Big White residents at 'breaking point' in fight with Kootenay Boundary regional district | iNFOnews | Thompson-Okanagan's News Source
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Big White residents at 'breaking point' in fight with Kootenay Boundary regional district

Image Credit: Big White Ski Resort

The $100 million worth of construction at Big White mountain this past year was done with little or no physical building inspections being conducted despite the fact taxpayers there pay the Regional District of Kootenay Boundary for that service.

That’s only one of a long list of frustrations residents and businesses are feeling about their treatment by regional district staff who are all based three to four hours away in Trail.

“We’re being fully taxed and underserved, and it’s kind of come to a breaking point,” Richard Berrie, president of the Big White Mountain Chamber of Commerce, told iNFOnews.ca.

He put out a news release earlier this week expressing the community’s anger with garbage collection services and the potential of it being cut to three days a week in an accommodation-centred community that needs daily pickup.

READ MORE: Rift growing between Big White community and regional district over garbage

But that’s just the tip of the iceberg.

“We don’t have a single square foot of district-provided park space for our kids to play in, yet we’re paying for parks and recreation,” Berrie said.

Big White taxes go into the Trails to the Boundary economic development strategy for the regional district. It’s an effort to connect businesses throughout the region but Big White is the only community not included.

“Another good example would be building inspections,” Berrie said. “We were originally told that building inspectors were on the mountain once a week. Through some digging and some pushing we found out that was not the case at all.

“The building department at the regional district was accepting written submissions from builders stating that they built to code but inspections were never done. That is something they’re attempting to address but we’re paying for a building inspection department and their building inspection department told us it’s a four-hour drive to Big White and four-hour drive back.”

After some agitation, some inspections were done and at least two stop work orders have been issued since last summer because the work was not up to code, Berrie said.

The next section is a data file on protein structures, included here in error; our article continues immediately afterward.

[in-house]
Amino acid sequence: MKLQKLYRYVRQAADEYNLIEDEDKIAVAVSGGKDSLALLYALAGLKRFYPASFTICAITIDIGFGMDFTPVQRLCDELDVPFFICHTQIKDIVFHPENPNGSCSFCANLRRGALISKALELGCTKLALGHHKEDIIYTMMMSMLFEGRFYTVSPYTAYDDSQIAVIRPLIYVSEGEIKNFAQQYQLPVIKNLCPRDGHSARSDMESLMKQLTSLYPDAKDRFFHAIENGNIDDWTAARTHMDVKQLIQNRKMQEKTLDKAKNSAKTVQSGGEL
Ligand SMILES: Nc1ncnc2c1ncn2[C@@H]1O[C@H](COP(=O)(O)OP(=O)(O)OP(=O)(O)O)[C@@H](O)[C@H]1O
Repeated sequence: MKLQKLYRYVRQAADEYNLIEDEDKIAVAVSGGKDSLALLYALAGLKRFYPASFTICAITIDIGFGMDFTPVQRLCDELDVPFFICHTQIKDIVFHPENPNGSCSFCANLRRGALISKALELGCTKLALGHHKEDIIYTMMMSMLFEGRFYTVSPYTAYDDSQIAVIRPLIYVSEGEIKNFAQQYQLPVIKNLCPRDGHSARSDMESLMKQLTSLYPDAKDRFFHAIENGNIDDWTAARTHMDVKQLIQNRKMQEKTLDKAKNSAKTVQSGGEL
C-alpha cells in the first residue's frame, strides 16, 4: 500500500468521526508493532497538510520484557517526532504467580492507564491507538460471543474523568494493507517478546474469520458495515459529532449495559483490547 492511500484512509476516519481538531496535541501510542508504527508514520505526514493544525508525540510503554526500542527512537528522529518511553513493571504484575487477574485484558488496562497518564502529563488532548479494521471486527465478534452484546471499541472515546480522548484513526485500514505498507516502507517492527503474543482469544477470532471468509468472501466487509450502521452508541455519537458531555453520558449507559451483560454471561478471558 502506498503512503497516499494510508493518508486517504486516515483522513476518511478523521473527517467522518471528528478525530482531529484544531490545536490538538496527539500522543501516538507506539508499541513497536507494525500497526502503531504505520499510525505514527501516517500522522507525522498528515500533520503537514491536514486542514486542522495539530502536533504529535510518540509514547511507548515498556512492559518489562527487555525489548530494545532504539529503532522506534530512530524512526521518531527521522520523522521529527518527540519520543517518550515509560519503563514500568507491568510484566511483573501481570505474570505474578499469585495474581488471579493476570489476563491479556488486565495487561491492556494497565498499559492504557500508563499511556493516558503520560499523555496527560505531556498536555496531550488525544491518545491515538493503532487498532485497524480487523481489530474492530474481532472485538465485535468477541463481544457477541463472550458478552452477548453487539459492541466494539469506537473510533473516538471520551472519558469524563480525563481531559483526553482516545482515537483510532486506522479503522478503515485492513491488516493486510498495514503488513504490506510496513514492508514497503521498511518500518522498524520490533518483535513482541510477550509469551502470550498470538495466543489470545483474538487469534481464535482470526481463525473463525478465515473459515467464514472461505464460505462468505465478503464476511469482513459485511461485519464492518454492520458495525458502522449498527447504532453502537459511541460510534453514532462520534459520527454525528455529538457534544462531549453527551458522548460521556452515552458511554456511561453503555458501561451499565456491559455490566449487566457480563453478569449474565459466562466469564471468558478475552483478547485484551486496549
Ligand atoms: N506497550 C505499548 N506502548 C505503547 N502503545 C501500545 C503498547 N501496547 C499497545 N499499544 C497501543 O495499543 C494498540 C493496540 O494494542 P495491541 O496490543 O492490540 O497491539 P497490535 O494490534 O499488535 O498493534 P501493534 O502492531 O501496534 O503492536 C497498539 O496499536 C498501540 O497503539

This is the culmination of years of frustrations with district staff.

A town hall meeting was held last year but by the time staff returned this January for an open house nothing had changed.

“They come out with new surveys that have exactly the same information in them,” Berrie said. “Part of the frustration, even though there is an engagement process in place, the community really feels like they’re just ticking their boxes and going along their merry way and not actually listening to the people in the community who are paying for these services that they may or may not decide to give us.”

The January meeting was quite contentious.

“The regional district staff who had staffed that open house were taken off guard and were very surprised by some of the reactions of the community because they truly have no idea of what is going on in our community or what we need,” Berrie said.

A follow-up meeting, scheduled for March 6, could be the make-it or break-it point for residents and businesses looking for alternatives.

Berrie is quite aware that the North Westside area of the Central Okanagan regional district is working on shifting to the North Okanagan regional district. Big White residents are thinking seriously of following that example and joining the Central Okanagan regional district.

READ MORE: Why Big White Ski Resort isn't in the Central Okanagan

“Our best-case scenario here is that the regional district provides the services here that we are paying for as Big White residents and Big White businesses, and engages us in a meaningful process to figure out exactly what works on the mountain and what does not work on the mountain,” Berrie said.

“But everything is in play. At the end of the day, we have to look at our options.”


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